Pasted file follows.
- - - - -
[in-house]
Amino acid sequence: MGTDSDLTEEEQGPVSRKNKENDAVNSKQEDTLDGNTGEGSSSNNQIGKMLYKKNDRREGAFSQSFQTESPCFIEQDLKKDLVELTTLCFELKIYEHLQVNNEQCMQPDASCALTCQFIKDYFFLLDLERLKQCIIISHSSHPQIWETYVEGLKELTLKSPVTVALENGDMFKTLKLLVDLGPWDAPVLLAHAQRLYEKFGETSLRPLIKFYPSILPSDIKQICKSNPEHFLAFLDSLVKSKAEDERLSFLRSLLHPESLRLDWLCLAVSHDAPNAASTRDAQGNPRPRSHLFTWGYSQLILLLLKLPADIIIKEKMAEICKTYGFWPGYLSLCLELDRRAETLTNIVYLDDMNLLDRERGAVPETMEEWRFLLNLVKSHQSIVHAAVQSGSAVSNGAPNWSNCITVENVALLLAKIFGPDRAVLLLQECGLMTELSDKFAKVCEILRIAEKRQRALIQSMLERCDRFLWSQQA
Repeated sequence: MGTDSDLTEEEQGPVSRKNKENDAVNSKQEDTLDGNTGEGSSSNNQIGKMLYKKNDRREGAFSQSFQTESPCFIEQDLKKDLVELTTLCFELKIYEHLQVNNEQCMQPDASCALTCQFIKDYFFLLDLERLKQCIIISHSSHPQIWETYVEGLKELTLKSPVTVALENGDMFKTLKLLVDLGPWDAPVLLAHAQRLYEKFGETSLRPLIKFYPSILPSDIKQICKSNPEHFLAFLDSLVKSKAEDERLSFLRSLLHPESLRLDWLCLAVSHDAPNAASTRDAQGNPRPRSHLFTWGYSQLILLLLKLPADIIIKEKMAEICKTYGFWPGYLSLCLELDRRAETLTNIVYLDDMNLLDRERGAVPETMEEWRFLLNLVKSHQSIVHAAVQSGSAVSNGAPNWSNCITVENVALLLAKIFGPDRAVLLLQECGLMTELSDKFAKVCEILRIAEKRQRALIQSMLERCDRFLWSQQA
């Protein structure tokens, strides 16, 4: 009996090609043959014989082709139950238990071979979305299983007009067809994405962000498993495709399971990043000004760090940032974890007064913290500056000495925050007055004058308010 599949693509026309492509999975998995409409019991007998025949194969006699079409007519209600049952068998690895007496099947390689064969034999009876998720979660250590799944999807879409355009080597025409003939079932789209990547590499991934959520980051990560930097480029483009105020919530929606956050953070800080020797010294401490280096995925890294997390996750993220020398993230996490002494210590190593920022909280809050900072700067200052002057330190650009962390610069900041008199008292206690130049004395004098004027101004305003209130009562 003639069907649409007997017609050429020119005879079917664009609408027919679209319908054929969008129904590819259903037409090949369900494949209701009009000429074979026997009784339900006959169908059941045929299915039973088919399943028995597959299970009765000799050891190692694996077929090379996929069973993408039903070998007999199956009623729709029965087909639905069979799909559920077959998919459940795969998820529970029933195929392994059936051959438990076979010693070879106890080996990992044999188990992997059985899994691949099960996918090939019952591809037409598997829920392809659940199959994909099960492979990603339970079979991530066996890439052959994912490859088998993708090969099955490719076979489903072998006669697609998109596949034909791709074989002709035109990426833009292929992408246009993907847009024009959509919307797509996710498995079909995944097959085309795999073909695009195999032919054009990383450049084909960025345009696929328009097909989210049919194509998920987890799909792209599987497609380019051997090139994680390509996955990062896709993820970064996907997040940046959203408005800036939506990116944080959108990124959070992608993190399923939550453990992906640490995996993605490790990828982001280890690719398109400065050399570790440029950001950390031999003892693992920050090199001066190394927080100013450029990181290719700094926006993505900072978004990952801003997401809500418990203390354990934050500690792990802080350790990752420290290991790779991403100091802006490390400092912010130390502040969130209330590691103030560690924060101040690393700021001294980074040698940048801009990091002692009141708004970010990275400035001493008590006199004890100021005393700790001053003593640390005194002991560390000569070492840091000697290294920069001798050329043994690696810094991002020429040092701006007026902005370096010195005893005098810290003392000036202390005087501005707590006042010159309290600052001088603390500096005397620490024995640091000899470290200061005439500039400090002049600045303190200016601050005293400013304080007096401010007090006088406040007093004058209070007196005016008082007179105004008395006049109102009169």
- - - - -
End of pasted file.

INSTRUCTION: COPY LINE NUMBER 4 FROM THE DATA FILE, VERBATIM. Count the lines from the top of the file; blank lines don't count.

């Protein structure tokens, strides 16, 4: 009996090609043959014989082709139950238990071979979305299983007009067809994405962000498993495709399971990043000004760090940032974890007064913290500056000495925050007055004058308010 599949693509026309492509999975998995409409019991007998025949194969006699079409007519209600049952068998690895007496099947390689064969034999009876998720979660250590799944999807879409355009080597025409003939079932789209990547590499991934959520980051990560930097480029483009105020919530929606956050953070800080020797010294401490280096995925890294997390996750993220020398993230996490002494210590190593920022909280809050900072700067200052002057330190650009962390610069900041008199008292206690130049004395004098004027101004305003209130009562 003639069907649409007997017609050429020119005879079917664009609408027919679209319908054929969008129904590819259903037409090949369900494949209701009009000429074979026997009784339900006959169908059941045929299915039973088919399943028995597959299970009765000799050891190692694996077929090379996929069973993408039903070998007999199956009623729709029965087909639905069979799909559920077959998919459940795969998820529970029933195929392994059936051959438990076979010693070879106890080996990992044999188990992997059985899994691949099960996918090939019952591809037409598997829920392809659940199959994909099960492979990603339970079979991530066996890439052959994912490859088998993708090969099955490719076979489903072998006669697609998109596949034909791709074989002709035109990426833009292929992408246009993907847009024009959509919307797509996710498995079909995944097959085309795999073909695009195999032919054009990383450049084909960025345009696929328009097909989210049919194509998920987890799909792209599987497609380019051997090139994680390509996955990062896709993820970064996907997040940046959203408005800036939506990116944080959108990124959070992608993190399923939550453990992906640490995996993605490790990828982001280890690719398109400065050399570790440029950001950390031999003892693992920050090199001066190394927080100013450029990181290719700094926006993505900072978004990952801003997401809500418990203390354990934050500690792990802080350790990752420290290991790779991403100091802006490390400092912010130390502040969130209330590691103030560690924060101040690393700021001294980074040698940048801009990091002692009141708004970010990275400035001493008590006199004890100021005393700790001053003593640390005194002991560390000569070492840091000697290294920069001798050329043994690696810094991002020429040092701006007026902005370096010195005893005098810290003392000036202390005087501005707590006042010159309290600052001088603390500096005397620490024995640091000899470290200061005439500039400090002049600045303190200016601050005293400013304080007096401010007090006088406040007093004058209070007196005016008082007179105004008395006049109102009169």